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#34859 02/26/04 12:50 AM
Joined: Feb 2004
Posts: 17
I have a question for those of you who run big work. On jobs I have been on, there has been books entitled (Requests for information)used by forman. Has anyone made such requests and if so , what for? How does this system work?

#34860 02/26/04 08:38 AM
Joined: May 2001
Posts: 717
An RFI is a direct line to the designer, construction management, AHJ, and owner as to any questions/concerns you have about very particular aspects of the project. It is THE best way to protect yourself, and accomplish the task at hand.

If the plans call for a disconnect that you can clearly see is going to be covered by ductwork, you can ask for clarification. If they tell you to mount it as shown, then they will pay you to move it later... see how it works?

If you see a discrepancy, it's a whole lot better to clear it up before it becomes an issue, can result in an extra that is documented. Of course, it can also result in a credit, but at least you would not have to do something twice, spending your man hours a lot more wisely.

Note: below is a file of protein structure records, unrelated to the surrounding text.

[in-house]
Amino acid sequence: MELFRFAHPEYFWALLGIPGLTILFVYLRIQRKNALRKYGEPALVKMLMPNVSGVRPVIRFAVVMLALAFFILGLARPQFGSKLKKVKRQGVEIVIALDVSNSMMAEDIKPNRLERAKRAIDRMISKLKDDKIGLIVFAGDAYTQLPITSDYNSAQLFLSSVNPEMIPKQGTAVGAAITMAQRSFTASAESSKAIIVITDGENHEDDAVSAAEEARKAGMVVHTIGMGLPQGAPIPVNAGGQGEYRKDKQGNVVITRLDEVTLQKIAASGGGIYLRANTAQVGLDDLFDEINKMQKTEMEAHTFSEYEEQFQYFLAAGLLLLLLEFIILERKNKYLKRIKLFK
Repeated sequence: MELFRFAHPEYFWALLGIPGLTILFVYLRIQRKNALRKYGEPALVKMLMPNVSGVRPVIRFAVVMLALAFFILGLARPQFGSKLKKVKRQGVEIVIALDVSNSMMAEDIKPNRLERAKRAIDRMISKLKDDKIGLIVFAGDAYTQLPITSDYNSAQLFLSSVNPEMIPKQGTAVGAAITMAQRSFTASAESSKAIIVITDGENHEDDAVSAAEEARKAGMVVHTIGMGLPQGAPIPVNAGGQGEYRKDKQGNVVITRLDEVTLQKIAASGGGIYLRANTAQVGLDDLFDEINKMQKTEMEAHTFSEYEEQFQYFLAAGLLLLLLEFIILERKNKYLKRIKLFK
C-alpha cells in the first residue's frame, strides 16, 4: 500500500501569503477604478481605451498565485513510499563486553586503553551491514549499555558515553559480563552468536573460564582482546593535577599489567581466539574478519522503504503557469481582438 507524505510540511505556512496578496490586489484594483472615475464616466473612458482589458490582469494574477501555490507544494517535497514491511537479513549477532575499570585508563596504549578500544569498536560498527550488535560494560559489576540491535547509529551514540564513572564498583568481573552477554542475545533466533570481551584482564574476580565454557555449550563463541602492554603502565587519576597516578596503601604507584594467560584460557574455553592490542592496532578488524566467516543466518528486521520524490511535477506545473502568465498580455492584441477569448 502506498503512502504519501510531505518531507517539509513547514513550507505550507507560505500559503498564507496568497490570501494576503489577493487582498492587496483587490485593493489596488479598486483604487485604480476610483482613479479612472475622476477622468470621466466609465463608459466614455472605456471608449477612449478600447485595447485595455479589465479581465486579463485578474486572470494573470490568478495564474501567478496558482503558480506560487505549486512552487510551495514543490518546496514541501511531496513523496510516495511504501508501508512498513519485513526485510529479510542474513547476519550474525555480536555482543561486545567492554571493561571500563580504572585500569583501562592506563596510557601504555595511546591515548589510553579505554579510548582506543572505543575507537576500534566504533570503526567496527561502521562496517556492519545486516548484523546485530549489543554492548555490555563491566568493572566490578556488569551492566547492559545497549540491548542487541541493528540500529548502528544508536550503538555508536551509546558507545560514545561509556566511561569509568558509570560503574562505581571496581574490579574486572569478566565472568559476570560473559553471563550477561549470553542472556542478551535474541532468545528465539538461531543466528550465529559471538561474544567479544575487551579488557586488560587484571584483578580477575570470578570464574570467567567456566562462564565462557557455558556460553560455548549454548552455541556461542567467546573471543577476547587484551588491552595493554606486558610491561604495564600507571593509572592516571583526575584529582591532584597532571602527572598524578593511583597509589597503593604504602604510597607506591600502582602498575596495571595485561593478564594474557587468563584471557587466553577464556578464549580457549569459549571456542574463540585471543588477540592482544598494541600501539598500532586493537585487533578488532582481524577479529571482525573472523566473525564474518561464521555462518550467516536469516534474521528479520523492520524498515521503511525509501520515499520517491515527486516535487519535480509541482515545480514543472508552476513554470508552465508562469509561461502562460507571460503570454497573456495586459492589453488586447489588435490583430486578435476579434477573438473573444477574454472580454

It's a good system where properly administered. I've unfortunately also seen it not done well where some arrogant designer took it as an affront that some lowly tradesman would DARE question him.

The larger engineering firms most certainly do not play it that way and really appreciate the input very much. How you phrase your questions has a lot to do with it, so kinda be careful and all the info passed along after that will be taken as valuable.

#34861 02/26/04 08:54 AM
Joined: Mar 2002
Posts: 582
Ron Offline
Again, alot has to do with the way the question is phrased. If it is truly a real question, and not being lazy to find in in the spec book yourself, it is very useful.
I like it when the question has a suggestion by the tradesman associated with it and is not accusatory.
ie, After field coordination, the disconnect will be covered by duct. There is space available adjacent to the column.
You get the idea, it gets what you want and doesn't say the designer is an idiot (because we didn't coordinate it during design).


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